Star Trek: New Voyages, known from 2008 until 2015 as Star Trek: Phase II, was a fan-created science fiction webseries set in the fictional Star Trek universe. The series was designed as a continuation of the original Star Trek, beginning in the fifth and final year of the starship Enterprise's "five-year mission." The first episode was released in January 2004, with new episodes released at a rate of about one per year. Production on new episodes halted in June 2016 following the release of new fan film guidelines by CBS/Paramount in response to the Star Trek: Axanar controversy, with three episodes in post-production left unreleased. The sets constructed for New Voyages were licensed as a 'Studio Set Tour' beginning in July 2016.
"The Survivor" is the sixth episode of the first season of the American animated science fiction television series Star Trek: The Animated Series. It first aired on NBC on October 13, 1973, and was written by James Schmerer and was directed by Hal Sutherland. Schmerer pitched an idea for an episode to producer D.C. Fontana called "The Chameleon", and together with the series creator Gene Roddenberry, it was developed into the final script.
Norway Corporation, also called Norway Productions, was a motion picture and television production company established by Gene Roddenberry. Norway Corporation is best known for having been the production company that brought Star Trek: The Original Series to television on the NBC network in association with Desilu Studios, which later became part of Paramount Television.
"To Set It Right" is the 21st episode of the American military drama television series The Lieutenant, produced for broadcast on NBC. Written by Lee Erwin, and featuring a guest cast that included Dennis Hopper, Don Marshall, Woody Strode and the acting debut of Nichelle Nichols. The series followed the lives of members of the United States Marine Corps stationed at Marine Corps Base Camp Pendleton. In this episode, after a racially driven altercation between Cpl. Peter Devlin and Pvt. Ernest Cameron, Lt. William Rice attempts to settle their issues by first arranging a boxing match, and then forcing them to work together on a march. Following protests by the Pentagon, who had previously aided the production of the series, the network refused to air the episode.
The first season of the American television science fiction series Star Trek: The Next Generation commenced airing in broadcast syndication in the United States on September 28, 1987, and concluded on May 16, 1988, after 26 episodes were broadcast. Set in the 24th century, the series follows the adventures of the crew of the Starfleet starship Enterprise-D. It was the first live-action television series in the franchise to be broadcast since Star Trek: The Original Series was cancelled in 1969, and the first to feature all new characters. Paramount Television eventually sought the advice of the creator of Star Trek, Gene Roddenberry, who set about creating the new show with mostly former The Original Series staff members. An entirely new cast were sought, which concerned some members of The Original Series crew, as Roddenberry did not want to re-tread the same steps as he had in the first series to the extent that well known Star Trek aliens such as Vulcans, Klingons and Romulans were banned at first.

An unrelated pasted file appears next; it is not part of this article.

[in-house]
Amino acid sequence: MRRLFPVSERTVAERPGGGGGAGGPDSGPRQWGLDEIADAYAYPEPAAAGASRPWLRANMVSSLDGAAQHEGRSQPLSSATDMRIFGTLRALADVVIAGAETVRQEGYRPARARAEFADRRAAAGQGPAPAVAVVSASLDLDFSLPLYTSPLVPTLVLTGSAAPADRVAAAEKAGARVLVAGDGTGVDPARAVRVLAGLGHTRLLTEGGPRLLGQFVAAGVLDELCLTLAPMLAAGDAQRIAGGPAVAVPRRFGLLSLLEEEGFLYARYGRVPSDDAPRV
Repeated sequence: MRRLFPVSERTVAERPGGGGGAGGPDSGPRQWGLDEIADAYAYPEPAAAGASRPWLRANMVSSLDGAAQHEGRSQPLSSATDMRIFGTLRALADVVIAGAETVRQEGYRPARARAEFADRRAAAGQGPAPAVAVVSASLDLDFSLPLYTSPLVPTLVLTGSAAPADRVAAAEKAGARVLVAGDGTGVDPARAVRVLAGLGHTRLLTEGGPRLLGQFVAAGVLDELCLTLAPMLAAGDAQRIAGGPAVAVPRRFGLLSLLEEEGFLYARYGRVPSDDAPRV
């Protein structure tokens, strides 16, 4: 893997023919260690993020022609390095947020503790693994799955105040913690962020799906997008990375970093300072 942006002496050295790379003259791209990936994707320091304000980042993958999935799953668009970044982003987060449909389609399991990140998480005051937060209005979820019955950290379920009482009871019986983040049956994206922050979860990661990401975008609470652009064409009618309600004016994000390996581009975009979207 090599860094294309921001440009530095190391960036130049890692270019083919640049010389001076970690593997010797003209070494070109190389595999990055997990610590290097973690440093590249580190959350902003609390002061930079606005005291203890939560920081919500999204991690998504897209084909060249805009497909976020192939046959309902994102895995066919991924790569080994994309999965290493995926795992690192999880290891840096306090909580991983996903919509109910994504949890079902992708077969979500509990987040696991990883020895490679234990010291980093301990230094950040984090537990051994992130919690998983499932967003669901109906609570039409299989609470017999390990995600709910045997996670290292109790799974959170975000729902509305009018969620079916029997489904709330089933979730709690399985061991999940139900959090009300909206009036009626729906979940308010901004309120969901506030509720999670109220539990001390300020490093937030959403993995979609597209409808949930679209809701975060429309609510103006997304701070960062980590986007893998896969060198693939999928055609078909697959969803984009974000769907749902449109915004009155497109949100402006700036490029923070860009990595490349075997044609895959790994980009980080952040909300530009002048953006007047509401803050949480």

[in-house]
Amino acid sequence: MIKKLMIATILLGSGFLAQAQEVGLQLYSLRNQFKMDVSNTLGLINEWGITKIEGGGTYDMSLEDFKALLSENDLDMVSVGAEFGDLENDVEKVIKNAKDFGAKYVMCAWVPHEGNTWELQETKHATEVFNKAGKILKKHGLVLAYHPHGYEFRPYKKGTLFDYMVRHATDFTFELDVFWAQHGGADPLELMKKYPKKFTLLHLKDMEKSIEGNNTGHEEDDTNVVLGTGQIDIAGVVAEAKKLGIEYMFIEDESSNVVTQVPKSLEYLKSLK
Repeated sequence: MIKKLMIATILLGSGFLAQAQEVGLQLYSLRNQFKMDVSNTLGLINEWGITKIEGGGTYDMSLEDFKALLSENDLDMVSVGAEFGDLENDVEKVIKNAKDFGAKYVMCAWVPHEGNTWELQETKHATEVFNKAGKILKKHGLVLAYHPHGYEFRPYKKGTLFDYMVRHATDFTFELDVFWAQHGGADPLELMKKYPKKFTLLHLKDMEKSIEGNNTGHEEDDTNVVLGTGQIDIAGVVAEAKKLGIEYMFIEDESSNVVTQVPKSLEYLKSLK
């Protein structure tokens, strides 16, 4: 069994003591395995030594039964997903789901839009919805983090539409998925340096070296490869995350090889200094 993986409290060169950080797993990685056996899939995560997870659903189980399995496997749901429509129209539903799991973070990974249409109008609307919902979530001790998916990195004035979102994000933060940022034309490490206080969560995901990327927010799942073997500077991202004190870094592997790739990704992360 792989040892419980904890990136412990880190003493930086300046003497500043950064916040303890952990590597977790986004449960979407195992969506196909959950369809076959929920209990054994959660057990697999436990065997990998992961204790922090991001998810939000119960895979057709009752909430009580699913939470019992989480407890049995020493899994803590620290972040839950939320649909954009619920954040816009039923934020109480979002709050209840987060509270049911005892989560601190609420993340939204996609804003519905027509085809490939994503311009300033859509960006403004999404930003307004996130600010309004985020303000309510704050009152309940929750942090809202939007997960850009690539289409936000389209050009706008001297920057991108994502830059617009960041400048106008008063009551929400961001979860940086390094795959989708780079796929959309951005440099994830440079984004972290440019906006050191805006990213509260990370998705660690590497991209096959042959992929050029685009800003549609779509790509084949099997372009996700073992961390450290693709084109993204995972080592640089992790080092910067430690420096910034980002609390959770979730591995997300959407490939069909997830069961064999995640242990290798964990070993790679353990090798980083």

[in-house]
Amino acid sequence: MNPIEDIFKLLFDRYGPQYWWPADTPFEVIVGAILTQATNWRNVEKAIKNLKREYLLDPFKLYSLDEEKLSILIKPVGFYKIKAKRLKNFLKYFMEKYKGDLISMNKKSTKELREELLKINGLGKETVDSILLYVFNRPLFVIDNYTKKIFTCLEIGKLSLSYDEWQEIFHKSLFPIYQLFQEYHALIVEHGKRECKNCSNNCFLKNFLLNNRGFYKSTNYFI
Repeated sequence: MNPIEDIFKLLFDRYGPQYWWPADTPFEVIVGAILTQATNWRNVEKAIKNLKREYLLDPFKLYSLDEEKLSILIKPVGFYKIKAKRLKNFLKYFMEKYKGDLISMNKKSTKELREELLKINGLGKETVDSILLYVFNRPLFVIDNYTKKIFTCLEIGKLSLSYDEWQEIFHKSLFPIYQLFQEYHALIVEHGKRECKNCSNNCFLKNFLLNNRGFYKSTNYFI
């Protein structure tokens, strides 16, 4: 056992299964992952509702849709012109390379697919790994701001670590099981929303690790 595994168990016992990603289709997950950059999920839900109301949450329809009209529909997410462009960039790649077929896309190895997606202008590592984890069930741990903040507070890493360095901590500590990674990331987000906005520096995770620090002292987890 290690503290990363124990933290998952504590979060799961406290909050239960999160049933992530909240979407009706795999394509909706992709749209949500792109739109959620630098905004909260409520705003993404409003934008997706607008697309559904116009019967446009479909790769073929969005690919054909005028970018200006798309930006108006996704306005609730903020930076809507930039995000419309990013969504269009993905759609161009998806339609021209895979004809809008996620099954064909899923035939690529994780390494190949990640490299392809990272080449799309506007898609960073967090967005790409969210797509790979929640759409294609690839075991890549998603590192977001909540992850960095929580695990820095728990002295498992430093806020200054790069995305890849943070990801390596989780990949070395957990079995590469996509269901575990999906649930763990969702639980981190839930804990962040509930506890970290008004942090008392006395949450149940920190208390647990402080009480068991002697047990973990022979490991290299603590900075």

The second season of the American science fiction television series Star Trek: The Next Generation commenced airing in broadcast syndication in the United States on November 21, 1988, and concluded on July 17, 1989, after airing 22 episodes. Set in the 24th century, the series follows the adventures of the crew of the Starfleet starship Enterprise-D. Season two featured changes to the main cast, following the departure of Gates McFadden. Diana Muldaur was cast as Dr. Katherine Pulaski for a single season before the return of McFadden in season three. Academy Award winner Whoopi Goldberg also joined the cast after pursuing a role from the producers.
The first season of the American science-fiction television series Star Trek, originally created by Gene Roddenberry, premiered on NBC on September 8, 1966, and concluded on April 13, 1967. The season debuted in Canada on CTV two days before the US premiere, on September 6, 1966. It consisted of 29 episodes, which is the highest number of episodes in a season for the original series of Star Trek. It features William Shatner as Captain James T. Kirk, Leonard Nimoy as Spock, and DeForest Kelley as Leonard McCoy.
The third and final season of the American science fiction television series Star Trek, premiered on NBC on Friday, September 20, 1968 and concluded on Tuesday, June 3, 1969. It consisted of twenty-four episodes. Star Trek: The Original Series is an American science fiction television series produced by Fred Freiberger, and created by Gene Roddenberry, and the original series of the Star Trek franchise. It features William Shatner as Captain James T. Kirk, Leonard Nimoy as Spock and DeForest Kelley as Leonard McCoy.
Eugene Wesley "Gene" Roddenberry was an American television screenwriter, producer and futurist best remembered for creating the original Star Trek television series. While at Los Angeles City College, he entered into a relationship with Eileen-Anita Rexroat, whom he went on to marry on June 20, 1942, before his deployment in the United States Army Air Corps during World War II. The couple had two daughters together, Darleen Anita and Dawn Allison. He joined the Los Angeles Police Department, and during this time he was known to have had affairs with secretarial staff, thus endangering his marriage.